Connect with us

Viral Stories

Spider-Man The Animated Series: Each Season, Ranked

Published

on

spidermantasfeatureresize

The decade of the ’90s was a fantastic era for superhero television and movies. The Batman franchise was in full swing; the original Teenage Mutant Ninja Turtles movies, Spawn, Steel, and Blade all graced the screens of theaters everywhere. In television, superheroes were getting their footing with iconic shows such as: X-Men The Animated Series, Batman: The Animated Series, and the ever-popular Spider-Man The Animated Series; all making an impact on popular culture.

One of the best known and best received of the television shows was Spider-Man: The Animated Series. Following everyone’s favorite and friendly neighborhood Spider-Man, Spider-Man: The Animated Series ran for five seasons, introducing some of Spidey’s most iconic villains, while also telling some of Peter Parker’s best stories. Scoring fantastic ratings and reviews across multiple critics sites (8.5/10 on IMDB and 90% on Rotten Tomatoes), the show brought Spider-Man to a whole new generation of fans. Here is each season of the spectacular show, ranked.

Related: Best Animated Spider-Man Series

Though starting out strong with an arc surrounding the Sinister Six (a group of Spider-Man’s most notorious villains) and stories involving Spider-Man and the X-Men (who also had their own animated series at the same time!), season two took a decline with later episodes. With stories such as “Tablet of Time

Download Button PNG File Download Free
”, “Ravages of Time”, and “Shriek of the Vulture” closing out the second season of the animated series on a whimper. As with the rest of the series, and other animated shows, the second season continued to take inspiration from a deep history of Spider-Man comics.

Coming after the incredible third season of the animated series, season four did not do as well as its predecessor. But, unlike season two, season four continually got better and better with each episode and arc that came and went. There was a fun and exciting focus on vampires, with the living Vampire, Morbius, and the vampire hunter, Blade, getting featured in a handful of fantastic episodes. Then, some deep drama, with Harry Osborn discovering Spider-Man’s identity, and the shocking return of Mary Jane Watson. It should be noted that no season of Spider-Man: The Animated Series was bad, but some just shone brighter than others.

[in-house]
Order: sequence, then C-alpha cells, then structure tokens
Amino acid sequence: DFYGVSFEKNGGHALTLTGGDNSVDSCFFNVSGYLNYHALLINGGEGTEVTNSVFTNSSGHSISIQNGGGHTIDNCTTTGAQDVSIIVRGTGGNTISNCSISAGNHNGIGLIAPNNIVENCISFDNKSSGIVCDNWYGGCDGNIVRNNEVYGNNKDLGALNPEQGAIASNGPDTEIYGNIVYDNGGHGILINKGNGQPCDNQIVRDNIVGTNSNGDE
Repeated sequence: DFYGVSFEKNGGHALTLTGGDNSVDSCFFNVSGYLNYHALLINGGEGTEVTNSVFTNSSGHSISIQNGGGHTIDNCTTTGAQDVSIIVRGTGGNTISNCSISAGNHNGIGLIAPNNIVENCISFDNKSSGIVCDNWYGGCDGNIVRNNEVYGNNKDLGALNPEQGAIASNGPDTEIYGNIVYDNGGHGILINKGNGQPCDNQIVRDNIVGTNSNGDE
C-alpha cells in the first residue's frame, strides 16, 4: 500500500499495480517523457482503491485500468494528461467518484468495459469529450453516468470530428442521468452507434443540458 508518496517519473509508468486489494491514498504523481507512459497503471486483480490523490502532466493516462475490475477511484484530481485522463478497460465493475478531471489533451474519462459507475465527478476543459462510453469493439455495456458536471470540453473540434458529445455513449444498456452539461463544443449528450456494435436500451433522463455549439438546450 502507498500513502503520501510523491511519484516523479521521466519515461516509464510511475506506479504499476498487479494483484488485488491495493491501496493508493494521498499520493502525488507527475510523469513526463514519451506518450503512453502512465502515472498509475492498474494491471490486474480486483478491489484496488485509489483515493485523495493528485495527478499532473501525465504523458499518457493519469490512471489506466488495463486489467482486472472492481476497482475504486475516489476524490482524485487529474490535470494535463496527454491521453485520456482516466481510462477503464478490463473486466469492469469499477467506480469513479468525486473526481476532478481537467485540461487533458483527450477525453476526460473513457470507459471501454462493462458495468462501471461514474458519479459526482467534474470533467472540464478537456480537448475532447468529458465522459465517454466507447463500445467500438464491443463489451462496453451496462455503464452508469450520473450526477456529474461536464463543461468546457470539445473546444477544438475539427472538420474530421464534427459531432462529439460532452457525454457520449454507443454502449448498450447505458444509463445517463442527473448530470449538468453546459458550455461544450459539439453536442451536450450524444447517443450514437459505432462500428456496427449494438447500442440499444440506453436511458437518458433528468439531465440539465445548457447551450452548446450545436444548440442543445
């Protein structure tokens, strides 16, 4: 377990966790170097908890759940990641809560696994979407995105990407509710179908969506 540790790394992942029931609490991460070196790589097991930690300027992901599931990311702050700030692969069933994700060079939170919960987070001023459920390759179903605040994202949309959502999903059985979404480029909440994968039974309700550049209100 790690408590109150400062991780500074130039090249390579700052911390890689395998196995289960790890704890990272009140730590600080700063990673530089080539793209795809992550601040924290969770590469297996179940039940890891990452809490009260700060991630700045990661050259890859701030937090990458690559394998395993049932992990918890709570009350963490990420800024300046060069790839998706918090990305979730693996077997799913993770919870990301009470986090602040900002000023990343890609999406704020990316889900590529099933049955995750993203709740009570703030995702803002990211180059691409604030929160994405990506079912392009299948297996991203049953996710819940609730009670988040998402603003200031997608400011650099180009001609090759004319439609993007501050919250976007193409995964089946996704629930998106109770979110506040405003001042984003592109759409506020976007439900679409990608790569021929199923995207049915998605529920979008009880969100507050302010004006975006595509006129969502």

The final season of the show was also one of the better seasons. Starting strong with the marriage of Peter and “Mary Jane” (it is revealed that this Mary Jane is actually a clone, not the real person). It then immediately followed into the acclaimed storylines: “Six Unforgettable Warriors” (bringing in other heroes from the Marvel Universe), “Return of Hydro-Man” (the most dramatic episodes of the season, where MJ being a clone is revealed), and the highly acclaimed adaptation of Marvel’s Secret Wars (from the ’80s, not the modern 2015 Secret Wars by Jonathan Hickman). Secret Wars saw Peter go through a gauntlet of Marvel’s top bad guys such as Red Skull and Dr. Doom, in order to see if he really was a hero. Then, the series finishes off with “Spider Wars”, in which our titular hero defeats a Spider-Man from another universe who bonded with the Carnage symbiote.

The season that introduced the show, and its world also did one of the better jobs in making the show successful for its audiences. Season one came out of the gates swinging, introducing Dr. Curt Connors (The Lizard), and having him fight Spider-Man in the first two episodes. The season only continued to get stronger, introducing famous Spider-Man villains such as: Hobgoblin (surprisingly the first of the Goblins to be introduced in the show), Kraven the Hunter, and even the relatively new character, Venom (Eddie Brock). With the high point of the first season being the “Alien Costume” trilogy episodes, where Peter Parker gets the black suit, realizes it is Venom, then gets rid of it, and in doing so, creates the new rival Venom with Eddie Brock. Season one was able to establish its hero, its villains, its world and its lore, all in thirteen popular episodes, guaranteeing itself more seasons and more stories

Advertisement

Trending